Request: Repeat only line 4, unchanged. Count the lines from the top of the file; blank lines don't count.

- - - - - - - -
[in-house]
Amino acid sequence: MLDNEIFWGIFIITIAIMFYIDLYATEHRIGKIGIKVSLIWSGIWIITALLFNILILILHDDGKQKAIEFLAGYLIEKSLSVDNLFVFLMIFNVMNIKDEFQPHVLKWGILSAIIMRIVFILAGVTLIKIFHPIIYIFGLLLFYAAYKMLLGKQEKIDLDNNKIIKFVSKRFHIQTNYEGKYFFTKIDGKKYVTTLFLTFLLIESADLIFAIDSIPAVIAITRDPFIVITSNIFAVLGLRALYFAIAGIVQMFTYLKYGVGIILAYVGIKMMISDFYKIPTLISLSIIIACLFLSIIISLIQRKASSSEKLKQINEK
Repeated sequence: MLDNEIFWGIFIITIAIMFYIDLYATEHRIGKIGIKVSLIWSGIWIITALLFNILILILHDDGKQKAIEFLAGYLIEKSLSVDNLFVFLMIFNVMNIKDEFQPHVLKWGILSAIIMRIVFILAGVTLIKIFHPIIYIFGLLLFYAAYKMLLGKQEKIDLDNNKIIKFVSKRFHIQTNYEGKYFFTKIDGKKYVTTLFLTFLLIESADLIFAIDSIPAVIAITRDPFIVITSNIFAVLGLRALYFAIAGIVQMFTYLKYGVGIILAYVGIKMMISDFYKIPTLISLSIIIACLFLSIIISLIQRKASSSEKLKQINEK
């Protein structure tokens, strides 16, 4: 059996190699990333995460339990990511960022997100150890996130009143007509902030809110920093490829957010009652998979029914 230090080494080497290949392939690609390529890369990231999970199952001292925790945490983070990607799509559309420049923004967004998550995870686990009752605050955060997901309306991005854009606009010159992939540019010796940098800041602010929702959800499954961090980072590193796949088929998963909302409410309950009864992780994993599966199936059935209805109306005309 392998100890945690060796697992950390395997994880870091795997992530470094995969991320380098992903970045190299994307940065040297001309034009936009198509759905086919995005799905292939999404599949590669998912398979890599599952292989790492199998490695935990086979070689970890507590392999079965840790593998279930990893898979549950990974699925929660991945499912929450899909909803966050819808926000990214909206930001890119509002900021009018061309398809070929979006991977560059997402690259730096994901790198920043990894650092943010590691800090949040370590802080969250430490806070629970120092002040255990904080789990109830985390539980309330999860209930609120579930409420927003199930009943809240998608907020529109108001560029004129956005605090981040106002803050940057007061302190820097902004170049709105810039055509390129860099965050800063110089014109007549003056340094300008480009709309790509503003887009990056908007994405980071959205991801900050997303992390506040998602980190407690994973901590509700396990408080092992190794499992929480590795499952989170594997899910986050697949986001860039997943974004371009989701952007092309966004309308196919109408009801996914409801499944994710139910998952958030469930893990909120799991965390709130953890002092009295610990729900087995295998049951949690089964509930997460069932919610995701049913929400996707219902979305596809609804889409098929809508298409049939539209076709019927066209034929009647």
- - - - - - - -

């Protein structure tokens, strides 16, 4: 059996190699990333995460339990990511960022997100150890996130009143007509902030809110920093490829957010009652998979029914 230090080494080497290949392939690609390529890369990231999970199952001292925790945490983070990607799509559309420049923004967004998550995870686990009752605050955060997901309306991005854009606009010159992939540019010796940098800041602010929702959800499954961090980072590193796949088929998963909302409410309950009864992780994993599966199936059935209805109306005309 392998100890945690060796697992950390395997994880870091795997992530470094995969991320380098992903970045190299994307940065040297001309034009936009198509759905086919995005799905292939999404599949590669998912398979890599599952292989790492199998490695935990086979070689970890507590392999079965840790593998279930990893898979549950990974699925929660991945499912929450899909909803966050819808926000990214909206930001890119509002900021009018061309398809070929979006991977560059997402690259730096994901790198920043990894650092943010590691800090949040370590802080969250430490806070629970120092002040255990904080789990109830985390539980309330999860209930609120579930409420927003199930009943809240998608907020529109108001560029004129956005605090981040106002803050940057007061302190820097902004170049709105810039055509390129860099965050800063110089014109007549003056340094300008480009709309790509503003887009990056908007994405980071959205991801900050997303992390506040998602980190407690994973901590509700396990408080092992190794499992929480590795499952989170594997899910986050697949986001860039997943974004371009989701952007092309966004309308196919109408009801996914409801499944994710139910998952958030469930893990909120799991965390709130953890002092009295610990729900087995295998049951949690089964509930997460069932919610995701049913929400996707219902979305596809609804889409098929809508298409049939539209076709019927066209034929009647």